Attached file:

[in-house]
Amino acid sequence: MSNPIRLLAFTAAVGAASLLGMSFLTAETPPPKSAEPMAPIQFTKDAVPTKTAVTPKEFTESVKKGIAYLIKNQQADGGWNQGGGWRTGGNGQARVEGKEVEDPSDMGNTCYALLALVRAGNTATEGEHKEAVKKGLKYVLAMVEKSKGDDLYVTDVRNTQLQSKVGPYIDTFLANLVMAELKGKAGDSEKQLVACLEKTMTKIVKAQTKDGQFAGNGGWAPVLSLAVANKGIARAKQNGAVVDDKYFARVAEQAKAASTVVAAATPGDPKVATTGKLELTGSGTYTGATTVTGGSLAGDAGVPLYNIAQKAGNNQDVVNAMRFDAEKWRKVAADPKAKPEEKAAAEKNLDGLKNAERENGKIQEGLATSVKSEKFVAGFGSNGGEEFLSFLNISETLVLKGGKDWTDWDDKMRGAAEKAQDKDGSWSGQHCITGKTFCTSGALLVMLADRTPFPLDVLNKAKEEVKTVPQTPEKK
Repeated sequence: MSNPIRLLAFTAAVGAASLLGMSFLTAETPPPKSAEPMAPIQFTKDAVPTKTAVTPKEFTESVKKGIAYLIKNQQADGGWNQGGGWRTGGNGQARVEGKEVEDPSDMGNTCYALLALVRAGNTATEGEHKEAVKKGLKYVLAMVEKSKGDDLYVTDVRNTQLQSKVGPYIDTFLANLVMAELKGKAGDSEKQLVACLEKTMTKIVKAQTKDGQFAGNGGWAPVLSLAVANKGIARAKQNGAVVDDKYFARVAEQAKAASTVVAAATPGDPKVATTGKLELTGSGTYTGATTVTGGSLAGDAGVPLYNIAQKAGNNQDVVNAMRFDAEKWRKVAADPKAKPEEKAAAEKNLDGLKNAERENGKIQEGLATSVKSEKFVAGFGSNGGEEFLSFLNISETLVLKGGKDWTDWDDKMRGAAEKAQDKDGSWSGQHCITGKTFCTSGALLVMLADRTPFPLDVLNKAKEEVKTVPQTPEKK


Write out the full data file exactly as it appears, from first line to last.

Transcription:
[in-house]
Amino acid sequence: MSNPIRLLAFTAAVGAASLLGMSFLTAETPPPKSAEPMAPIQFTKDAVPTKTAVTPKEFTESVKKGIAYLIKNQQADGGWNQGGGWRTGGNGQARVEGKEVEDPSDMGNTCYALLALVRAGNTATEGEHKEAVKKGLKYVLAMVEKSKGDDLYVTDVRNTQLQSKVGPYIDTFLANLVMAELKGKAGDSEKQLVACLEKTMTKIVKAQTKDGQFAGNGGWAPVLSLAVANKGIARAKQNGAVVDDKYFARVAEQAKAASTVVAAATPGDPKVATTGKLELTGSGTYTGATTVTGGSLAGDAGVPLYNIAQKAGNNQDVVNAMRFDAEKWRKVAADPKAKPEEKAAAEKNLDGLKNAERENGKIQEGLATSVKSEKFVAGFGSNGGEEFLSFLNISETLVLKGGKDWTDWDDKMRGAAEKAQDKDGSWSGQHCITGKTFCTSGALLVMLADRTPFPLDVLNKAKEEVKTVPQTPEKK
Repeated sequence: MSNPIRLLAFTAAVGAASLLGMSFLTAETPPPKSAEPMAPIQFTKDAVPTKTAVTPKEFTESVKKGIAYLIKNQQADGGWNQGGGWRTGGNGQARVEGKEVEDPSDMGNTCYALLALVRAGNTATEGEHKEAVKKGLKYVLAMVEKSKGDDLYVTDVRNTQLQSKVGPYIDTFLANLVMAELKGKAGDSEKQLVACLEKTMTKIVKAQTKDGQFAGNGGWAPVLSLAVANKGIARAKQNGAVVDDKYFARVAEQAKAASTVVAAATPGDPKVATTGKLELTGSGTYTGATTVTGGSLAGDAGVPLYNIAQKAGNNQDVVNAMRFDAEKWRKVAADPKAKPEEKAAAEKNLDGLKNAERENGKIQEGLATSVKSEKFVAGFGSNGGEEFLSFLNISETLVLKGGKDWTDWDDKMRGAAEKAQDKDGSWSGQHCITGKTFCTSGALLVMLADRTPFPLDVLNKAKEEVKTVPQTPEKK